We live in an age of austerity. The Prime Minister and Chancellor tell us this. Their Labour counterparts agree. Headlines tell us that the situation in the Eurozone means that public spending must fall. This mindset has, of course, translated to the NHS. Although the health service has been sheltered from the worst of spending cuts, the savings imperative is clear and stark.
With the publication of the new Health Select Committee report we, once again, see dire warnings of the NHS’s financial plight. Critics argue that the focus must be on achieving the £20 billion of savings the NHS has been tasked with delivering and that the reforms are simply a sideshow to this challenge. The Government contends that reform is essential to finding the savings but I do not want to use this blog to dwell on this debate. Instead, I want to explore a theory about how well the delivery of savings is shaping up.
I think the savings are easier to come by in the NHS than anyone has thought. And I think even the Government has been surprised by this. Why on earth would I think this, given the opposite view prevails so strongly?
There are three arguments.
First, the savings challenge – the hypothetical £20 billion – is the theoretical level of savings needed by the NHS over the next few years if demand for healthcare (and spending on it) continued to grow at the rate of the recent past. But the spending increases we saw over the last 10 years were the exception rather than the rule by historic standards. As a result, we now have many more doctors and nurses – and new buildings – than the NHS had ten years ago. We simply don’t need to see these increases again over the next few years. At least in the NHS, the previous Government did fix the roof when the sun was shining, and it is unlikely to need fixing again for a while yet. Once you strip out these investments, the ‘savings challenge’ may be far smaller than has been suggested.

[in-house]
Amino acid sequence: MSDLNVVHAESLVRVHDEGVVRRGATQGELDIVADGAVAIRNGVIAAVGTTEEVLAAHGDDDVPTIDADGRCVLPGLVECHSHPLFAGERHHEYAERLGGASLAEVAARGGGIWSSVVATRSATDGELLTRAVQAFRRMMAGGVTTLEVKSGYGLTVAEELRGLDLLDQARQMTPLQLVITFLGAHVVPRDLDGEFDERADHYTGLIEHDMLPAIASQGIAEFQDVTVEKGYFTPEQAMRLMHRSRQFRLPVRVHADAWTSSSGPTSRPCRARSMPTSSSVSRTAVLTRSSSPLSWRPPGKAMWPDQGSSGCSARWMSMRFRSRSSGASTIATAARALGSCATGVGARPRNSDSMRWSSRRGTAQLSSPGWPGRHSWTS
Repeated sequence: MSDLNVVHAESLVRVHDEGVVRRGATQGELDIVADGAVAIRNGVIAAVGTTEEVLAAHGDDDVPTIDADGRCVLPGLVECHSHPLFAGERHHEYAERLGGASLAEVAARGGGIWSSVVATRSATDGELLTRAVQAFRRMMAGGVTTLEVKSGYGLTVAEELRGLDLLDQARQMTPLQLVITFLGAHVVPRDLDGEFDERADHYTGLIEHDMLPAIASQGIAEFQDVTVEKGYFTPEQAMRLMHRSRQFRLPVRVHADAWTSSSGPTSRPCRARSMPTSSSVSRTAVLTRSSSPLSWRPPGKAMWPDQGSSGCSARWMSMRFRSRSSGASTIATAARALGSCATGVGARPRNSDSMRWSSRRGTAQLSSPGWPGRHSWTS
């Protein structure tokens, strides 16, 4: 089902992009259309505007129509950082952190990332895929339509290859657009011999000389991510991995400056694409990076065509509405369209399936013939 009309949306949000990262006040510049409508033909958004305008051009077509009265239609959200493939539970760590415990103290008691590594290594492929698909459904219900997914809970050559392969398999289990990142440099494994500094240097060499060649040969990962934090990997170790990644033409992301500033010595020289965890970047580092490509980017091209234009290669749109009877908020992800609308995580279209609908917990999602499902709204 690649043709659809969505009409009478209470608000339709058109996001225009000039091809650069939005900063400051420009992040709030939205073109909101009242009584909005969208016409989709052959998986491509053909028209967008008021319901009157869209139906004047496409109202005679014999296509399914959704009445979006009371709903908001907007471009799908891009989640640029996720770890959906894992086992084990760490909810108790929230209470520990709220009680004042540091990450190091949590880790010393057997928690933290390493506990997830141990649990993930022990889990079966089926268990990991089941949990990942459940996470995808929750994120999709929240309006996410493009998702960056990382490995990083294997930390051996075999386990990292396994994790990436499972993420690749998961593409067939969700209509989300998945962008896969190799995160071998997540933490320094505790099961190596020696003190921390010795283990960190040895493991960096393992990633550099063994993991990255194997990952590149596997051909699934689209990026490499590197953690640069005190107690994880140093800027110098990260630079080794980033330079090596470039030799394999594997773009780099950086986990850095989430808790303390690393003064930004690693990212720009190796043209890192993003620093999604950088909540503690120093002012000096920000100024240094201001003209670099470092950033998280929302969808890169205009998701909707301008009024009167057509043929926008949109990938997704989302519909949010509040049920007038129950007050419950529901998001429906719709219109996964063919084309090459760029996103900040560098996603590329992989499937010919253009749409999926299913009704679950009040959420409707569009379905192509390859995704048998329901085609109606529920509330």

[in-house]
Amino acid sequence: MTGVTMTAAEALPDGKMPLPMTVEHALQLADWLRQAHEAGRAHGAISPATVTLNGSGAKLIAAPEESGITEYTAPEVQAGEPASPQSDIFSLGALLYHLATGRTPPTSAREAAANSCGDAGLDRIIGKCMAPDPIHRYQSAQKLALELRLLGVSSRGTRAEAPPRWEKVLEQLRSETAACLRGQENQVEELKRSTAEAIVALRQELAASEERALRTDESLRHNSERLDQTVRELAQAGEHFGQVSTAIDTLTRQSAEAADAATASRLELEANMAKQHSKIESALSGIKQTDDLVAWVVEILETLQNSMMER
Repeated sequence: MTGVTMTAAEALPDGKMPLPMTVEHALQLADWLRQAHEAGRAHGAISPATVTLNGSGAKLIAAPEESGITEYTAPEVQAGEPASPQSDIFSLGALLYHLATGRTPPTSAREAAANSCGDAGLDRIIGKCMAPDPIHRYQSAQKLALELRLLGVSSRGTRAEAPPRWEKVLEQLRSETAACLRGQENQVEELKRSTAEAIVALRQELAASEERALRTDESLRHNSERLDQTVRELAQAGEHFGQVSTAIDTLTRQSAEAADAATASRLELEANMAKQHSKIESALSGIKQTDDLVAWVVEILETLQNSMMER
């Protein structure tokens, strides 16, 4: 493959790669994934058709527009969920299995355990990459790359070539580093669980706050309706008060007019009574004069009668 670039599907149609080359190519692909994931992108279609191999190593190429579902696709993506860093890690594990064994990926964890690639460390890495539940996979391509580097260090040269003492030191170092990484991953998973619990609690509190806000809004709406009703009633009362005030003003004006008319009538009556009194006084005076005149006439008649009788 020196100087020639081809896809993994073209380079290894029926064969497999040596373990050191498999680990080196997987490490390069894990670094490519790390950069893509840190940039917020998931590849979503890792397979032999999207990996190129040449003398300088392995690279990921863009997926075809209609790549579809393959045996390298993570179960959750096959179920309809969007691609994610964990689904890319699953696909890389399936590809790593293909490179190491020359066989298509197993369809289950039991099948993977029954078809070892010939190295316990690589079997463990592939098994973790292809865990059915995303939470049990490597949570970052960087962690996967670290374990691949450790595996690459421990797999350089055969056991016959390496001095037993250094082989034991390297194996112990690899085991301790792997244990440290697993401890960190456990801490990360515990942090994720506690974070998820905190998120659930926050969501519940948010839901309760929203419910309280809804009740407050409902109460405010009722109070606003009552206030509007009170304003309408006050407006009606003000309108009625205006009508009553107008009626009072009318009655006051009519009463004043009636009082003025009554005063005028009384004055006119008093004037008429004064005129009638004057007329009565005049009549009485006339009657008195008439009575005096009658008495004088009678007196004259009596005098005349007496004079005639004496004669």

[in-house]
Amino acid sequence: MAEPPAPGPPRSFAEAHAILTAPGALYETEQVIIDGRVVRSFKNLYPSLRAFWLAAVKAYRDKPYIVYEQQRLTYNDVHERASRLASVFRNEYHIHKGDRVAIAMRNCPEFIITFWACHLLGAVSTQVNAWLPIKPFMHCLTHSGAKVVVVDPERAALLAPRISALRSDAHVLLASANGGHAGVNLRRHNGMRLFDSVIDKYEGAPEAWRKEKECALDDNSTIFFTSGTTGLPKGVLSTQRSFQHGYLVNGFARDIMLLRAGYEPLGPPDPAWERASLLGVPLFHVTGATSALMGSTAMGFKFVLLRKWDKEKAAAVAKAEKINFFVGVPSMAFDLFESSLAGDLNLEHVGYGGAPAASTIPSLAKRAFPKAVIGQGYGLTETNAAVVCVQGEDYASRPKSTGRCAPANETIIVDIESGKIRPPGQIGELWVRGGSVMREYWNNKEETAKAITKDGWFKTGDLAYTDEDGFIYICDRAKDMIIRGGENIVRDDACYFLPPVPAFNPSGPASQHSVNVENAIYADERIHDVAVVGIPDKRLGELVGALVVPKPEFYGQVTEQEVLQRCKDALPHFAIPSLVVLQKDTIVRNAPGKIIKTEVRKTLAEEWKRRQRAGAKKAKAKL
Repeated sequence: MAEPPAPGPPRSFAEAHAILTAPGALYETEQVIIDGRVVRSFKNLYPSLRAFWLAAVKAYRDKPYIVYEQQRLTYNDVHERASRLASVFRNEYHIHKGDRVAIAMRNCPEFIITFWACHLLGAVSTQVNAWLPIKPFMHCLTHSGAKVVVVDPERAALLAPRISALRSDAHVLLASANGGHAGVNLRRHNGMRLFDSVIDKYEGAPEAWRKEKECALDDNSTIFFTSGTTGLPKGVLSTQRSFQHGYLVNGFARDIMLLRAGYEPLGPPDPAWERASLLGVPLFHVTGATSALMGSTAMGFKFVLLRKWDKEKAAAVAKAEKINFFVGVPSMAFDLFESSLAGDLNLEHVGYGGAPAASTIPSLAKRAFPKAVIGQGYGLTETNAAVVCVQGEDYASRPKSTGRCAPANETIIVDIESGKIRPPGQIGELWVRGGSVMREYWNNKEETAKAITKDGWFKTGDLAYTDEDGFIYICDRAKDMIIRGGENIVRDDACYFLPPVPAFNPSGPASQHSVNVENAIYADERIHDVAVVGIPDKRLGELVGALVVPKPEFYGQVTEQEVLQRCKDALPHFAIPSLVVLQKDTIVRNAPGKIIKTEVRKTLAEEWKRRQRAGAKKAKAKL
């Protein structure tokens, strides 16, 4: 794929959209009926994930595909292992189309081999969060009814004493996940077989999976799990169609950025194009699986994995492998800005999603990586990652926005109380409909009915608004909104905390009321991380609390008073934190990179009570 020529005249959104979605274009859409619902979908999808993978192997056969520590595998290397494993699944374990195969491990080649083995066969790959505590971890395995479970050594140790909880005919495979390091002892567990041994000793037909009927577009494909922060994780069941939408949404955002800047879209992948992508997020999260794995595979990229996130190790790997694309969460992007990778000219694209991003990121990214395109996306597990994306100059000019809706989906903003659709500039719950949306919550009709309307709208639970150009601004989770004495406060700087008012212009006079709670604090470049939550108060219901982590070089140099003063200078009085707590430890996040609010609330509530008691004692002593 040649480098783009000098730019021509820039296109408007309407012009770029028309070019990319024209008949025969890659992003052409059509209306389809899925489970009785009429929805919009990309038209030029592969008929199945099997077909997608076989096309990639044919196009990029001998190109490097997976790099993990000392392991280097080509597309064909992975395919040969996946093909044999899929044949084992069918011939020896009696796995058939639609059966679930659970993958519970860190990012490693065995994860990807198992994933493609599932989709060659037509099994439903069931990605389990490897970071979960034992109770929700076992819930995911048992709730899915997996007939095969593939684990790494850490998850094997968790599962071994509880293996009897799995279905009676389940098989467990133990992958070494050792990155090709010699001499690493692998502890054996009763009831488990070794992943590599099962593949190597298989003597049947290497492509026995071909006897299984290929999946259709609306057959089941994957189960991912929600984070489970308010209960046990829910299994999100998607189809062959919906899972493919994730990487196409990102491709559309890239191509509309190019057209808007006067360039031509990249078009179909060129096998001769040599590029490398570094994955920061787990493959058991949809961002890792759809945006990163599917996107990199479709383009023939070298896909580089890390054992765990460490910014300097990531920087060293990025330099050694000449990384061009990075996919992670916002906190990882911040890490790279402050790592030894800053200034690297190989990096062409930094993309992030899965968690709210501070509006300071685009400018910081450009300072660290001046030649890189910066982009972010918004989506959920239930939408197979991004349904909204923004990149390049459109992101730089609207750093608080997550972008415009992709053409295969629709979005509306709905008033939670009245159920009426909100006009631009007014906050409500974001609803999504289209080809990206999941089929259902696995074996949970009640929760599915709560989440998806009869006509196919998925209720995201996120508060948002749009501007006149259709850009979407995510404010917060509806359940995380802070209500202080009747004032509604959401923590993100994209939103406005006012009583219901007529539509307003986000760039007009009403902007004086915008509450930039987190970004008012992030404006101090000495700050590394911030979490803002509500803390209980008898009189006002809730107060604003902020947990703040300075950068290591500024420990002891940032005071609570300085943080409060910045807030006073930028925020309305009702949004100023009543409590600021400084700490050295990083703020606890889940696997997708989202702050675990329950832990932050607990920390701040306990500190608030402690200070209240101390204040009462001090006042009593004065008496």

Second, where has the NHS spent its annual increases in the past? The answer is mainly on staff pay. The NHS is by necessity a labour-intensive organisation, particularly by the standards of the rest of our developed economy. By some estimates, staff pay is as much as 70% of its cost. That means that simply by freezing pay the Government can stop much of the need for increases in NHS spending. And it has frozen pay. And as a result – though the latest figures are not yet available – the gospel truth of “NHS inflation is higher than general inflation” may no longer hold. This could mean that the planned negligible real-terms increases in the NHS budget are actually more generous within the NHS than they would have been previously.
Third, all the talk of austerity has infected NHS budget-holders much in the same way as it has affected the wider population. Talk by politicians of austerity leads to people feeling austere. Just as everyone is being more prudent in spending their own money, they are being equally discriminating in spending the NHS’s. When this prudence infects the entire culture of an organisation such as the NHS, even the slightest attention to more stringent housekeeping starts yielding big results.
These three arguments are, of course, theoretical. Is there any actual evidence to back up this theory?
Well, first, there was last year’s study by the Audit Commission which estimated that the NHS had delivered £4.3 billion of savings in 2010/11. That was followed in December by the Department’s own year-to-date estimate of £2.5 billion of savings in 2011/12. These represent quite significant bites out of the £20 billion target.